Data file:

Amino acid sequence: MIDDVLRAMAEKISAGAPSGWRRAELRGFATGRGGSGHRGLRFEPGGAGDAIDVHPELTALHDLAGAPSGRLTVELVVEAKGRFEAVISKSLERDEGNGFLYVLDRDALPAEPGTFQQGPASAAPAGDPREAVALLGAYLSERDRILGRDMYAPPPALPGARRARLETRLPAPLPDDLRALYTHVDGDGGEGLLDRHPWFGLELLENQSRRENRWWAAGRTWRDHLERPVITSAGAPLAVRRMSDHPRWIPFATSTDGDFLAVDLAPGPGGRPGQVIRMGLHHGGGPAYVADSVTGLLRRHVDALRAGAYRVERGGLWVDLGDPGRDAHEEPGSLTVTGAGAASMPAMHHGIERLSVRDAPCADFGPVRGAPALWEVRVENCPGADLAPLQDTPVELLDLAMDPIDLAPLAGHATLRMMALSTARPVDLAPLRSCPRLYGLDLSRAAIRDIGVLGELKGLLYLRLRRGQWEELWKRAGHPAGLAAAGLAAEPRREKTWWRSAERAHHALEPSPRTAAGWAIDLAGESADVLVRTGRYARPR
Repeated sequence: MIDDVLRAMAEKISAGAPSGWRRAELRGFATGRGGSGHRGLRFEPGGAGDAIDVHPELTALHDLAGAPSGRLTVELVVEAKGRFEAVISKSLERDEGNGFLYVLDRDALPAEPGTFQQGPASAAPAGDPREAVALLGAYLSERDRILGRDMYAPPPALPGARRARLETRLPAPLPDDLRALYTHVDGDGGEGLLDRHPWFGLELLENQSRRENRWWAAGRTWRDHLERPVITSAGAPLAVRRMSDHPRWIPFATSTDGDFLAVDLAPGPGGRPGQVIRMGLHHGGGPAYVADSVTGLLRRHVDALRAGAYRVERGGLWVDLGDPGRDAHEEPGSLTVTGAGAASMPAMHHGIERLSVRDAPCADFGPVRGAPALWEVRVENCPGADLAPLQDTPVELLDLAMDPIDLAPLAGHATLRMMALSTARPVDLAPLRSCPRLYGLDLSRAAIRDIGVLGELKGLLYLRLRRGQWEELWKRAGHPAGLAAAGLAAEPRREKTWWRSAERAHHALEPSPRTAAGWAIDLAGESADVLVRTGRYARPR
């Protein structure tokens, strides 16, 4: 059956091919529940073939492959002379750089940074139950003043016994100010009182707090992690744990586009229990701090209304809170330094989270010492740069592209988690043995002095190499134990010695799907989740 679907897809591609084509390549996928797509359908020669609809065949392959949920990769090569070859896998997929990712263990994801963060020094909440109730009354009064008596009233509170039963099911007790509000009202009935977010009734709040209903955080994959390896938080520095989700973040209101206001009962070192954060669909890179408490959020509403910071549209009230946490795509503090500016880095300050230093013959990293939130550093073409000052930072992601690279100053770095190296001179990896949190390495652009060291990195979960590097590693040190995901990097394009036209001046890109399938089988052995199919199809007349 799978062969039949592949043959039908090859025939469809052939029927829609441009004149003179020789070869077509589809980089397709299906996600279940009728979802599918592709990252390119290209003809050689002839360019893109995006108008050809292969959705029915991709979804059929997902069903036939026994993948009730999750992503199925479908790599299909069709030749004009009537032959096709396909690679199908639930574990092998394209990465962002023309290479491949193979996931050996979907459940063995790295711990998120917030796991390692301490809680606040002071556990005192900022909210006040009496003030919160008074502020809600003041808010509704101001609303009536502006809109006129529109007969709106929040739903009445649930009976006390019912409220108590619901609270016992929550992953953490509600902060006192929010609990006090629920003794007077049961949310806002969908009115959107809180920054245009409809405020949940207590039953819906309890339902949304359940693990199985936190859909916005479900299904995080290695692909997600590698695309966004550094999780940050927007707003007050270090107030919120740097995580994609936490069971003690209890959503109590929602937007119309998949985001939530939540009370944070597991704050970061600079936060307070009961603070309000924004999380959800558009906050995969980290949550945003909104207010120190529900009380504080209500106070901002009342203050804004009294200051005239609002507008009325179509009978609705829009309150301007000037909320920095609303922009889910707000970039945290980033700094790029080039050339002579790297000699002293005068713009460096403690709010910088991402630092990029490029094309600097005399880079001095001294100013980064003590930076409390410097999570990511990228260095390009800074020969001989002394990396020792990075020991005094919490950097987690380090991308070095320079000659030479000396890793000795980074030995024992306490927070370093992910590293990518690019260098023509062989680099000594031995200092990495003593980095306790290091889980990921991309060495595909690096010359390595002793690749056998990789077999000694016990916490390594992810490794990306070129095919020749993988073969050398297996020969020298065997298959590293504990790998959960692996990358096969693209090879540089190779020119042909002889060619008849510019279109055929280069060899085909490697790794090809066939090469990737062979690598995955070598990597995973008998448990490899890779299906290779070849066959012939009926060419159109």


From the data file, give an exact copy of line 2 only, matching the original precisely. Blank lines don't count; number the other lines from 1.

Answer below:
Repeated sequence: MIDDVLRAMAEKISAGAPSGWRRAELRGFATGRGGSGHRGLRFEPGGAGDAIDVHPELTALHDLAGAPSGRLTVELVVEAKGRFEAVISKSLERDEGNGFLYVLDRDALPAEPGTFQQGPASAAPAGDPREAVALLGAYLSERDRILGRDMYAPPPALPGARRARLETRLPAPLPDDLRALYTHVDGDGGEGLLDRHPWFGLELLENQSRRENRWWAAGRTWRDHLERPVITSAGAPLAVRRMSDHPRWIPFATSTDGDFLAVDLAPGPGGRPGQVIRMGLHHGGGPAYVADSVTGLLRRHVDALRAGAYRVERGGLWVDLGDPGRDAHEEPGSLTVTGAGAASMPAMHHGIERLSVRDAPCADFGPVRGAPALWEVRVENCPGADLAPLQDTPVELLDLAMDPIDLAPLAGHATLRMMALSTARPVDLAPLRSCPRLYGLDLSRAAIRDIGVLGELKGLLYLRLRRGQWEELWKRAGHPAGLAAAGLAAEPRREKTWWRSAERAHHALEPSPRTAAGWAIDLAGESADVLVRTGRYARPR